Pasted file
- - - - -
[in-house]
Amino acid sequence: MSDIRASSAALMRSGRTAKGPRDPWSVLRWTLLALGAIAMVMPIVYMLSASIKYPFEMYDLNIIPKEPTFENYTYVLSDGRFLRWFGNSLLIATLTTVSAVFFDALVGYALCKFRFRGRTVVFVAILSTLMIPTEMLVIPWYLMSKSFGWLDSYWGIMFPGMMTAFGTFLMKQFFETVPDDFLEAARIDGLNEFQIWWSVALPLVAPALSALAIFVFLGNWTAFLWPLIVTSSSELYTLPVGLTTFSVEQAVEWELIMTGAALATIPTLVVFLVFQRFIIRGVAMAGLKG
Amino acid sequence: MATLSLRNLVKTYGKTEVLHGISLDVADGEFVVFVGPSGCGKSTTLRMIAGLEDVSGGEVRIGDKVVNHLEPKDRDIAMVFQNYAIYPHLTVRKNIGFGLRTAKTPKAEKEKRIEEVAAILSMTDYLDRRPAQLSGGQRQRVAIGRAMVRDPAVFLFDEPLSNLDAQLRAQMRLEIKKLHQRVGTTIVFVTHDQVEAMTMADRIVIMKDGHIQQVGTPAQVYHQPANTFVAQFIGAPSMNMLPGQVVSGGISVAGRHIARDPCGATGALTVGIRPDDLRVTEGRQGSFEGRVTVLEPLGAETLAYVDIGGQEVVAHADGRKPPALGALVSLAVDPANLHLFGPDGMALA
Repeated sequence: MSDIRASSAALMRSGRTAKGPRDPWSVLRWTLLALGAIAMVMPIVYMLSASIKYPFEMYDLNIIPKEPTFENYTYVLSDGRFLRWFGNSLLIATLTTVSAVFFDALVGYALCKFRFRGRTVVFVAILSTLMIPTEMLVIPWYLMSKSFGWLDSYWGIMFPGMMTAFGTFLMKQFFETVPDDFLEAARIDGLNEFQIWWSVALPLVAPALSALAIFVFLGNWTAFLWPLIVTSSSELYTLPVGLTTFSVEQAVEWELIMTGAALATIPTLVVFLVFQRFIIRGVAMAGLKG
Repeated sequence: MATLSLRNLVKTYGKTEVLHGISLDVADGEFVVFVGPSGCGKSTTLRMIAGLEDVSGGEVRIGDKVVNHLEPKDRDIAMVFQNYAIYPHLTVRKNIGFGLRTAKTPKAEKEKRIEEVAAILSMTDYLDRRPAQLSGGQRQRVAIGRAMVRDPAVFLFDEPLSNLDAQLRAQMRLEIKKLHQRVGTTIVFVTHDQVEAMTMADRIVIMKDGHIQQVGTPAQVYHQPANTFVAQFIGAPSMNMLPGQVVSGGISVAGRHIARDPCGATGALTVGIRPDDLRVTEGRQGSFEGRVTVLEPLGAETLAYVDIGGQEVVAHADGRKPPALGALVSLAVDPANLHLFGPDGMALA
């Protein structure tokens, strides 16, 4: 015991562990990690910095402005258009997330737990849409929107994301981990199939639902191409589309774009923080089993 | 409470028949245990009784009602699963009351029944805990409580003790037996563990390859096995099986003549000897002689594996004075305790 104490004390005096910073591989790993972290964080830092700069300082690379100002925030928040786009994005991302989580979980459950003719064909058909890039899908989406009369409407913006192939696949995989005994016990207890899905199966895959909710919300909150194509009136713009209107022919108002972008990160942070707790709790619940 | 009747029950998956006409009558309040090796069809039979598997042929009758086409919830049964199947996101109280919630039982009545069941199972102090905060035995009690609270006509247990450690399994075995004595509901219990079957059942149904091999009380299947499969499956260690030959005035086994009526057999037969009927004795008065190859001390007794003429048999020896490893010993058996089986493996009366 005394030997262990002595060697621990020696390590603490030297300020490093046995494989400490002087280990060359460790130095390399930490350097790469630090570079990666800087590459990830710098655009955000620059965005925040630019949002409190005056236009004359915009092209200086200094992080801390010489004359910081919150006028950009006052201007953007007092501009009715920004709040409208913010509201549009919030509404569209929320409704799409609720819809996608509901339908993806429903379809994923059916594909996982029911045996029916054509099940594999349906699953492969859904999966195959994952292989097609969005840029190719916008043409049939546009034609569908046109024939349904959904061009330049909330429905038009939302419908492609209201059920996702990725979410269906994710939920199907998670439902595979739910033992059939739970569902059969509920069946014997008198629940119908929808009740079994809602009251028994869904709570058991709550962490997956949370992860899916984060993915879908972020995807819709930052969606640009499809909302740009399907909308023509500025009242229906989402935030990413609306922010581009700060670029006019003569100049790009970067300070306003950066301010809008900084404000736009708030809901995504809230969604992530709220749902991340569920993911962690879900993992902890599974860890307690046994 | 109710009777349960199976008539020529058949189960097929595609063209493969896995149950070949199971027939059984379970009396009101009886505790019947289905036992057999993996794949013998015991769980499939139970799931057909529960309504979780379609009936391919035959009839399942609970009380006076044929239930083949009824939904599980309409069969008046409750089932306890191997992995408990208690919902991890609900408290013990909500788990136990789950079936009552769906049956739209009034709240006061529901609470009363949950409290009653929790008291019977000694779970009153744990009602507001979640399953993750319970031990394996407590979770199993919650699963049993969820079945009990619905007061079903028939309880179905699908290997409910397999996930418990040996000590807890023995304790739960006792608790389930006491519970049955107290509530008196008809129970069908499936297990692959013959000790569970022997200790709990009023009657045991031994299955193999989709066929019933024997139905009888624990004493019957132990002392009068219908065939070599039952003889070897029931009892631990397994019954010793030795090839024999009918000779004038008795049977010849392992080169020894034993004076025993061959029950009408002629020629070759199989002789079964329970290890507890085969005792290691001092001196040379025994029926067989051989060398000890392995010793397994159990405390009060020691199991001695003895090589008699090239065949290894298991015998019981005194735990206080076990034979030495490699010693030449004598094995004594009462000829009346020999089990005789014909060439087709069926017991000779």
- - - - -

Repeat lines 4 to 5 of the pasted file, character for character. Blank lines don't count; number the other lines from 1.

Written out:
Repeated sequence: MSDIRASSAALMRSGRTAKGPRDPWSVLRWTLLALGAIAMVMPIVYMLSASIKYPFEMYDLNIIPKEPTFENYTYVLSDGRFLRWFGNSLLIATLTTVSAVFFDALVGYALCKFRFRGRTVVFVAILSTLMIPTEMLVIPWYLMSKSFGWLDSYWGIMFPGMMTAFGTFLMKQFFETVPDDFLEAARIDGLNEFQIWWSVALPLVAPALSALAIFVFLGNWTAFLWPLIVTSSSELYTLPVGLTTFSVEQAVEWELIMTGAALATIPTLVVFLVFQRFIIRGVAMAGLKG
Repeated sequence: MATLSLRNLVKTYGKTEVLHGISLDVADGEFVVFVGPSGCGKSTTLRMIAGLEDVSGGEVRIGDKVVNHLEPKDRDIAMVFQNYAIYPHLTVRKNIGFGLRTAKTPKAEKEKRIEEVAAILSMTDYLDRRPAQLSGGQRQRVAIGRAMVRDPAVFLFDEPLSNLDAQLRAQMRLEIKKLHQRVGTTIVFVTHDQVEAMTMADRIVIMKDGHIQQVGTPAQVYHQPANTFVAQFIGAPSMNMLPGQVVSGGISVAGRHIARDPCGATGALTVGIRPDDLRVTEGRQGSFEGRVTVLEPLGAETLAYVDIGGQEVVAHADGRKPPALGALVSLAVDPANLHLFGPDGMALA